In 1933 President Franklin Roosevelt appointed her to be envoy extraordinary and minister plenipotentiary to Denmark, making her the first American woman to hold a major diplomatic post. Three years later she married Captain Borge Rohde of the Danish Royal Guards, which automatically made her a Danish citizen. This champion of independent citizenship found herself unable to continue in her diplomatic capacity because she now possessed dual citizenship. So she resigned and, with her husband and family, Ruth Rohde returned to live in the United States. She continued to lecture and write and in 1939 became a visiting professor at Monticello College.
In 1945 Roosevelt named her special assistant to the State Department to aid in the drafting of the United Nations Charter, and in 1949 President Harry Truman appointed her alternate delegate to the United Nations General Assembly. In 1954 she travelled to Denmark to accept the Order of Merit from King Frederick IX for her contributions to Danish-American friendship. While in Copenhagen, on July 26, 1954, Ruth Rohde died of a heart attack and was buried there.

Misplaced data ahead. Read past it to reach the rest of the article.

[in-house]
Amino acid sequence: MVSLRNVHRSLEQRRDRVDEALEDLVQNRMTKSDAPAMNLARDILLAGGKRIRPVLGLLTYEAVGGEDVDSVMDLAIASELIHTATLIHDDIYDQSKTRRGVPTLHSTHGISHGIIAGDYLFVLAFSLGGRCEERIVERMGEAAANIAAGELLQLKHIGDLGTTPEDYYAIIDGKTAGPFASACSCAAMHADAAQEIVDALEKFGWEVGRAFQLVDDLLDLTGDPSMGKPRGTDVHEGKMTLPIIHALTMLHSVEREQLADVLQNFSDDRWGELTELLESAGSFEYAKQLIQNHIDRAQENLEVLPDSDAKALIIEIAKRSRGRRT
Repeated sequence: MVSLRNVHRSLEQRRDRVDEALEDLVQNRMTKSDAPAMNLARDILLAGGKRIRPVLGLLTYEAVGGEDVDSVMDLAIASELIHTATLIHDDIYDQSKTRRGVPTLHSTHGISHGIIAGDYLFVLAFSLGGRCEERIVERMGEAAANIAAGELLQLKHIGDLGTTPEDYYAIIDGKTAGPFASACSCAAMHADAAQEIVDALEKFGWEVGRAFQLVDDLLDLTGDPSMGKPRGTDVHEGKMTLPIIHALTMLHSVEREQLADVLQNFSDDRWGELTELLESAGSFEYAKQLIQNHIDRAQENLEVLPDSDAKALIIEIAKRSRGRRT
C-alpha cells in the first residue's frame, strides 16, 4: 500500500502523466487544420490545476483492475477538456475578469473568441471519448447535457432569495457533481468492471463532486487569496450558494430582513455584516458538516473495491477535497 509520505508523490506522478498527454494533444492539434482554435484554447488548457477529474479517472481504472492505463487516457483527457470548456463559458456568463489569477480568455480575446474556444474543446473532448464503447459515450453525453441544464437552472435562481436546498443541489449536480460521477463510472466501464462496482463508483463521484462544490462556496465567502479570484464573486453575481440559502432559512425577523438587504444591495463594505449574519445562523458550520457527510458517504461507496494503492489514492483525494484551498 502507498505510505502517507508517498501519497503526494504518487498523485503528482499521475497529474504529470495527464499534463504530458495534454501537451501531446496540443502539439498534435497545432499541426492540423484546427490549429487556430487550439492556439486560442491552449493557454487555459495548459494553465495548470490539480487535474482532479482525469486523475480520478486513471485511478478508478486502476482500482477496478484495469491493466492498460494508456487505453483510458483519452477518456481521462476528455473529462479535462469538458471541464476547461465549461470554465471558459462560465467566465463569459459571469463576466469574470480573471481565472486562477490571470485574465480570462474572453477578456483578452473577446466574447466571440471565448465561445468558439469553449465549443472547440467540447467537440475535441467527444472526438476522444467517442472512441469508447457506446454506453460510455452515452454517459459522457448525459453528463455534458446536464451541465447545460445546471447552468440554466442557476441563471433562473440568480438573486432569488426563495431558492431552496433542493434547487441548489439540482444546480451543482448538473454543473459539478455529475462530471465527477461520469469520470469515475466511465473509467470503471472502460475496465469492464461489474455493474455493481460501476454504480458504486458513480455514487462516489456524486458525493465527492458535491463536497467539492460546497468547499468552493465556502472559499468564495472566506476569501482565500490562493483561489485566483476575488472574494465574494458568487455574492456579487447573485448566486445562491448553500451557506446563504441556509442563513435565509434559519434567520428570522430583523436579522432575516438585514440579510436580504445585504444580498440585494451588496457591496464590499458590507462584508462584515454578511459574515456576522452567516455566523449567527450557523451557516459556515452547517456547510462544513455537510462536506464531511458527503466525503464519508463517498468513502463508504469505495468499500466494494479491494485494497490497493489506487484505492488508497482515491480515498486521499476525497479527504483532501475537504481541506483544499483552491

Further Reading on Ruth Bryan Owen Rohde
A lively biographical sketch of Ruth Bryan Owen Rohde is found in Hope Chamberlin, A Minority of Members: Women in the U.S. Congress (1973). Her early life is described in a memoir by her parents, Memoirs of William Jennings Bryan: By Himself and His Wife Mary Baird Bryan (1925). The Cable Act and the citizenship question are discussed in J. Stanley Lemons, The Woman Citizen: Social Feminism in the 1920s (1973). Also see Paolo Coletta, William Jennings Bryan. I. Political Evangelist, 1860-1908 (1964); Notable American Women: The Modern Period (1980); Dictionary of American Biography, Supplement Five: 1951-1955 (1977), and an obituary in the New York Times, July 27, 1954.